Escaping the Matrix with Meditation
Last month, I secretly took off to Palma, Spain, to attend and preview a private meditation retreat at a Lama’s house who had studied religions for over 40 years with a particular inclination for Buddhism.
The concept of the retreat was to get out of the matrix through meditative techniques.
I didn’t realize how deeply lost I was in that matrix until we took the time to reflect upon it in peace, away from all distractions, in the countryside of Mallorca.
First of all, what do I mean by “matrix”? It’s the idea that happiness depends on “having”.
It’s thinking: “I’m happy because…” or “I’ll be happy when…”.
In fact, the conceptual idea of happiness that is commonly shared in the western society nowadays depends on 8 “superficial” motivations:
Seeking pleasure / Avoiding pain
Seeking gain / Avoiding loss
Seeking celebrity / Avoiding anonymity
Seeking praise / Avoiding blame
Consequently, the goal of my meditation retreat was to deconstruct and lose attachment to those motivations, realize that change is internal, be more in the moment and learn to observe whatever happens in my life without reacting emotionally (or let’s be honest, at least, not as intensely).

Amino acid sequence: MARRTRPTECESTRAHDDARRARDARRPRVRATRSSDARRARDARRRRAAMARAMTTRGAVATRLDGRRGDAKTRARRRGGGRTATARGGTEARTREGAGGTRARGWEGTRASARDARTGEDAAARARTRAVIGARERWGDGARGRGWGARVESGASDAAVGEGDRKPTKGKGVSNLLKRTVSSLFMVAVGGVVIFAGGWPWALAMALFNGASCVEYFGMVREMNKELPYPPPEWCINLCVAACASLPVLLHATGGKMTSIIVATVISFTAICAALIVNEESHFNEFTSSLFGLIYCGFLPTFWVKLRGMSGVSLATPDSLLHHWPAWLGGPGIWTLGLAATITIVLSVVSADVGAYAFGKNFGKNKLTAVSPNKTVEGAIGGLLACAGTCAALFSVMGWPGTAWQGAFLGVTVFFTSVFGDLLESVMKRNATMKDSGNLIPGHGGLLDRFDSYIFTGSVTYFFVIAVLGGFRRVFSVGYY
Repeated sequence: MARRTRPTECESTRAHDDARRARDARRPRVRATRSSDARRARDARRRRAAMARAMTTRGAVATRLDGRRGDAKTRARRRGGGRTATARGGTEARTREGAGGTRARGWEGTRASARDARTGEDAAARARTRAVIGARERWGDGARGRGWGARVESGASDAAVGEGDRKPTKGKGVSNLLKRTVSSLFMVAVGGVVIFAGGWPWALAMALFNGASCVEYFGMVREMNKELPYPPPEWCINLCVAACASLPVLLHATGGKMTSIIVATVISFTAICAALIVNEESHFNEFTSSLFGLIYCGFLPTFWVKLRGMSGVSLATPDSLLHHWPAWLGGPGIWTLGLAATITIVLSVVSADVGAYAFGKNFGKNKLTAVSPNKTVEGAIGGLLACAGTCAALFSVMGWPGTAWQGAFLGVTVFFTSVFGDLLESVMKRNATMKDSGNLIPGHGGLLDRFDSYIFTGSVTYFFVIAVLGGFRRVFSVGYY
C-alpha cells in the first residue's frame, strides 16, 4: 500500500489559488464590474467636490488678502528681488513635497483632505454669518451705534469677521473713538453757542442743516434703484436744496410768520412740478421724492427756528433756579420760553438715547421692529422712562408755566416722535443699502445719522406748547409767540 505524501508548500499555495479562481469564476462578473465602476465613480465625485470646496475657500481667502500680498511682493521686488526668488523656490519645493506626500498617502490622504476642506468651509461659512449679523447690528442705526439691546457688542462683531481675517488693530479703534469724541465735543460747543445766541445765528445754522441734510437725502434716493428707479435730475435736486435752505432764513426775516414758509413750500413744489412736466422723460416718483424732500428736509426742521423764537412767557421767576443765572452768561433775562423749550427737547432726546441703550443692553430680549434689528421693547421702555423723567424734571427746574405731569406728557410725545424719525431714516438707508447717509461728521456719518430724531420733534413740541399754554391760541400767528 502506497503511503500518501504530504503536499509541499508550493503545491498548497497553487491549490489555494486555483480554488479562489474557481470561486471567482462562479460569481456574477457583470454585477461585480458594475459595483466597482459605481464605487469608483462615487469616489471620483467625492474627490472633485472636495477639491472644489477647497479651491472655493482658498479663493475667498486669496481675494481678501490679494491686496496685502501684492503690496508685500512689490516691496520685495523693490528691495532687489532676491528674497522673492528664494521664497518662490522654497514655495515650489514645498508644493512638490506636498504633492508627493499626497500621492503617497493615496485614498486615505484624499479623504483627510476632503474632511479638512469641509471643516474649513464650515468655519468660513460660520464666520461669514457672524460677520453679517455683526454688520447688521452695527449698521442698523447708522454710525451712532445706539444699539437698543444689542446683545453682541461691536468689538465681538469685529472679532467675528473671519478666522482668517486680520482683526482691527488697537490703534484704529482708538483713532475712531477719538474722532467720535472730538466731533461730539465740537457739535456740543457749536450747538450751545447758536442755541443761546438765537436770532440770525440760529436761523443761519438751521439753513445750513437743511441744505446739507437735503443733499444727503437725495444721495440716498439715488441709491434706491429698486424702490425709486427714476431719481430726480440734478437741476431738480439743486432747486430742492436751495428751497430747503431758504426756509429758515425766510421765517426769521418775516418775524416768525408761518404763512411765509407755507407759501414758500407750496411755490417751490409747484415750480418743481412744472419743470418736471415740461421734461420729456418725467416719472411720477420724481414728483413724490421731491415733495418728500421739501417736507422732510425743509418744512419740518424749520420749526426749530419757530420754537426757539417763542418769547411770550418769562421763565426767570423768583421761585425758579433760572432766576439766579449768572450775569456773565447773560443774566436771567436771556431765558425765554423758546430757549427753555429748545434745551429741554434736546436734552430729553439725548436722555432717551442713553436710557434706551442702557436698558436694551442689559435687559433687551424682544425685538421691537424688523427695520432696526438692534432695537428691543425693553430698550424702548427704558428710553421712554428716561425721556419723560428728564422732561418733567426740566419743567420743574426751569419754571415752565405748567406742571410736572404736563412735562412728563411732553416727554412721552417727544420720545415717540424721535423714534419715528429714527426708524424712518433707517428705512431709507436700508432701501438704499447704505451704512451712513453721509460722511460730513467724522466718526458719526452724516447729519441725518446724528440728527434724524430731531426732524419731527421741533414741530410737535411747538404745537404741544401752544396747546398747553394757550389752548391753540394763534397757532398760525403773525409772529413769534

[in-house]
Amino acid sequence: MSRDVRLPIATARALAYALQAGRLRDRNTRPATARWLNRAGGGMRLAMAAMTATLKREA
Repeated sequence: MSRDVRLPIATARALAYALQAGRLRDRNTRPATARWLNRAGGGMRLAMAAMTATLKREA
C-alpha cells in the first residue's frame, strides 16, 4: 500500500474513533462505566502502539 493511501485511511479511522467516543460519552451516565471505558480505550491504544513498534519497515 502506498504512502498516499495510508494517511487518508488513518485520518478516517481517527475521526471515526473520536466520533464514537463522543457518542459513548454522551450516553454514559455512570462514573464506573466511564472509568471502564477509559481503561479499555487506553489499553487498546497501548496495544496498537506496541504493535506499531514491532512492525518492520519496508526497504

At first, as I started to lose attachment to those motivations, I felt extremely low. I was surprised to notice that detoxifying my mind from those addictions affected me physically as well. It was like taking a really cold mental shower.
In fact, interestingly enough, after having interviewed over 300 people all over the world on their definition of success and happiness, I had already come to the conclusion that happiness was indeed a mindset, not a thing. Things are illusions of happiness.
Which is also the reason why I stopped marketing random products.
But I had never really applied that concept.
So that was the biggest takeaway from the meditation retreat that helped me reflect upon the Tibetan definition of happiness through introspection and development of awareness.
It’s about being, not having.
Choosing to lose attachment is a difficult decision that I keep going back and forth on and for which I have to constantly exercice my strength.
I am tempted to wanting to keep the highs high and avoid the lows rather than enjoying the game. Attachment often drags me up and down like a yoyo in a roller coaster.
Putting that thought into practice when meditating, the whole idea is that, for instance, whether I own that studio in LA, keep seeing that guy, do that collaboration with that editorial or not, things will be okay. The idea is to embrace whatever comes my way with its load of surprises and challenges.